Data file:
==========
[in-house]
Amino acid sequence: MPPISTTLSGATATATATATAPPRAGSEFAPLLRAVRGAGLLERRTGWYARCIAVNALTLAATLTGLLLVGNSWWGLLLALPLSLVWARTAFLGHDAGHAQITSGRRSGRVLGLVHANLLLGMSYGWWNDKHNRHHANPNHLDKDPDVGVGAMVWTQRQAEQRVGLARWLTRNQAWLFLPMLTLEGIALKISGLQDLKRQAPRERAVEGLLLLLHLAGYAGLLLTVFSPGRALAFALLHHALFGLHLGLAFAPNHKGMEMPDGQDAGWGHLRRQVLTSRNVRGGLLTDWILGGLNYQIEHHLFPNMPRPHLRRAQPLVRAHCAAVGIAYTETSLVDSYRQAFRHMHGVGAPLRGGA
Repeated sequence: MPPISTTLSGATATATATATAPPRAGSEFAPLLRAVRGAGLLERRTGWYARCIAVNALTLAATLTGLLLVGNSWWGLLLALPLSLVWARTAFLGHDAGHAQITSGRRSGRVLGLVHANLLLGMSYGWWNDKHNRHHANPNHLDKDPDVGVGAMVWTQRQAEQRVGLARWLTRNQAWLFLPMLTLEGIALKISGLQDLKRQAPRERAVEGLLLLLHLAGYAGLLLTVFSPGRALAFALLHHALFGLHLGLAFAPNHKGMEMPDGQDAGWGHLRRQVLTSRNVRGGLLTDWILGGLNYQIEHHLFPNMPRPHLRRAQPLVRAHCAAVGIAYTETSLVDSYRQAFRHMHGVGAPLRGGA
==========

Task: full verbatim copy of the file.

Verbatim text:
[in-house]
Amino acid sequence: MPPISTTLSGATATATATATAPPRAGSEFAPLLRAVRGAGLLERRTGWYARCIAVNALTLAATLTGLLLVGNSWWGLLLALPLSLVWARTAFLGHDAGHAQITSGRRSGRVLGLVHANLLLGMSYGWWNDKHNRHHANPNHLDKDPDVGVGAMVWTQRQAEQRVGLARWLTRNQAWLFLPMLTLEGIALKISGLQDLKRQAPRERAVEGLLLLLHLAGYAGLLLTVFSPGRALAFALLHHALFGLHLGLAFAPNHKGMEMPDGQDAGWGHLRRQVLTSRNVRGGLLTDWILGGLNYQIEHHLFPNMPRPHLRRAQPLVRAHCAAVGIAYTETSLVDSYRQAFRHMHGVGAPLRGGA
Repeated sequence: MPPISTTLSGATATATATATAPPRAGSEFAPLLRAVRGAGLLERRTGWYARCIAVNALTLAATLTGLLLVGNSWWGLLLALPLSLVWARTAFLGHDAGHAQITSGRRSGRVLGLVHANLLLGMSYGWWNDKHNRHHANPNHLDKDPDVGVGAMVWTQRQAEQRVGLARWLTRNQAWLFLPMLTLEGIALKISGLQDLKRQAPRERAVEGLLLLLHLAGYAGLLLTVFSPGRALAFALLHHALFGLHLGLAFAPNHKGMEMPDGQDAGWGHLRRQVLTSRNVRGGLLTDWILGGLNYQIEHHLFPNMPRPHLRRAQPLVRAHCAAVGIAYTETSLVDSYRQAFRHMHGVGAPLRGGA